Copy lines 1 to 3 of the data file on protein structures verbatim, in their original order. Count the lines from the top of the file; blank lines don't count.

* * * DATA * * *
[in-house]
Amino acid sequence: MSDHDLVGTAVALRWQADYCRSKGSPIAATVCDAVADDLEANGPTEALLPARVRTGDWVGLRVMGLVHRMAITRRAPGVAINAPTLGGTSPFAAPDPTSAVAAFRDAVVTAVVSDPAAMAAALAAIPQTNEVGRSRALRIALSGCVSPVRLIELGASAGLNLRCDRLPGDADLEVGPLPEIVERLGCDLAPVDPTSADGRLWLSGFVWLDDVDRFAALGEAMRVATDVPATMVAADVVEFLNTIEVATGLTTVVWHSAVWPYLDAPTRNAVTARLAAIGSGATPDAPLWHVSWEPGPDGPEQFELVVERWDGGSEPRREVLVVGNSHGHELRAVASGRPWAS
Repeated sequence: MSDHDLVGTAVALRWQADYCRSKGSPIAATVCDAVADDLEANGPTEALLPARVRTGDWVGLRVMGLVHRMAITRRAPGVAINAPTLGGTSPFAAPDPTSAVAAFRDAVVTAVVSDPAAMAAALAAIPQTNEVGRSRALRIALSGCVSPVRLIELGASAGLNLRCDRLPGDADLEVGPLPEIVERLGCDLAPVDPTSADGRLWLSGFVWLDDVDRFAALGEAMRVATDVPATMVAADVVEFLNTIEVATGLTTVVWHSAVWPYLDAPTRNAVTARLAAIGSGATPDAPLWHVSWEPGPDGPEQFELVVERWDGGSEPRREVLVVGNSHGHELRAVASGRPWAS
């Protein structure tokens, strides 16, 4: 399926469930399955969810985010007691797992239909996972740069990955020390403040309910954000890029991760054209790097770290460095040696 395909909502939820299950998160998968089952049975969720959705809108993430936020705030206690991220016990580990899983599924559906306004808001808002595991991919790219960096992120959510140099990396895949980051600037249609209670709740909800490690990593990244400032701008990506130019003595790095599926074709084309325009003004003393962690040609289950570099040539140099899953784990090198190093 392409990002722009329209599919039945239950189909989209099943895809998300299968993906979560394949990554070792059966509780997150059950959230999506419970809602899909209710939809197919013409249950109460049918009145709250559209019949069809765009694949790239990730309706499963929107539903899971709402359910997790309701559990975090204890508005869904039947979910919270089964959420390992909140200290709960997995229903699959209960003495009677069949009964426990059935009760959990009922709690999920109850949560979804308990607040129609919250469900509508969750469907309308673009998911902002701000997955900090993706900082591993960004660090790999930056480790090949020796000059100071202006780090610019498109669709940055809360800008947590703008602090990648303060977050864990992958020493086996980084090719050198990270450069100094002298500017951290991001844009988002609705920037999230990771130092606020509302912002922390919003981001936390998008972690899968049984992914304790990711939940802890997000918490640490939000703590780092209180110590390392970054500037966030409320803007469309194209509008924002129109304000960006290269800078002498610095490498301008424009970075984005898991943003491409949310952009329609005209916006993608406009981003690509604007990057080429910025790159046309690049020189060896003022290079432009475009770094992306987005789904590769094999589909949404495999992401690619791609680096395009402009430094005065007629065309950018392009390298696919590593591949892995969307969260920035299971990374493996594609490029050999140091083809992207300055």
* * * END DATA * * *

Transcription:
[in-house]
Amino acid sequence: MSDHDLVGTAVALRWQADYCRSKGSPIAATVCDAVADDLEANGPTEALLPARVRTGDWVGLRVMGLVHRMAITRRAPGVAINAPTLGGTSPFAAPDPTSAVAAFRDAVVTAVVSDPAAMAAALAAIPQTNEVGRSRALRIALSGCVSPVRLIELGASAGLNLRCDRLPGDADLEVGPLPEIVERLGCDLAPVDPTSADGRLWLSGFVWLDDVDRFAALGEAMRVATDVPATMVAADVVEFLNTIEVATGLTTVVWHSAVWPYLDAPTRNAVTARLAAIGSGATPDAPLWHVSWEPGPDGPEQFELVVERWDGGSEPRREVLVVGNSHGHELRAVASGRPWAS
Repeated sequence: MSDHDLVGTAVALRWQADYCRSKGSPIAATVCDAVADDLEANGPTEALLPARVRTGDWVGLRVMGLVHRMAITRRAPGVAINAPTLGGTSPFAAPDPTSAVAAFRDAVVTAVVSDPAAMAAALAAIPQTNEVGRSRALRIALSGCVSPVRLIELGASAGLNLRCDRLPGDADLEVGPLPEIVERLGCDLAPVDPTSADGRLWLSGFVWLDDVDRFAALGEAMRVATDVPATMVAADVVEFLNTIEVATGLTTVVWHSAVWPYLDAPTRNAVTARLAAIGSGATPDAPLWHVSWEPGPDGPEQFELVVERWDGGSEPRREVLVVGNSHGHELRAVASGRPWAS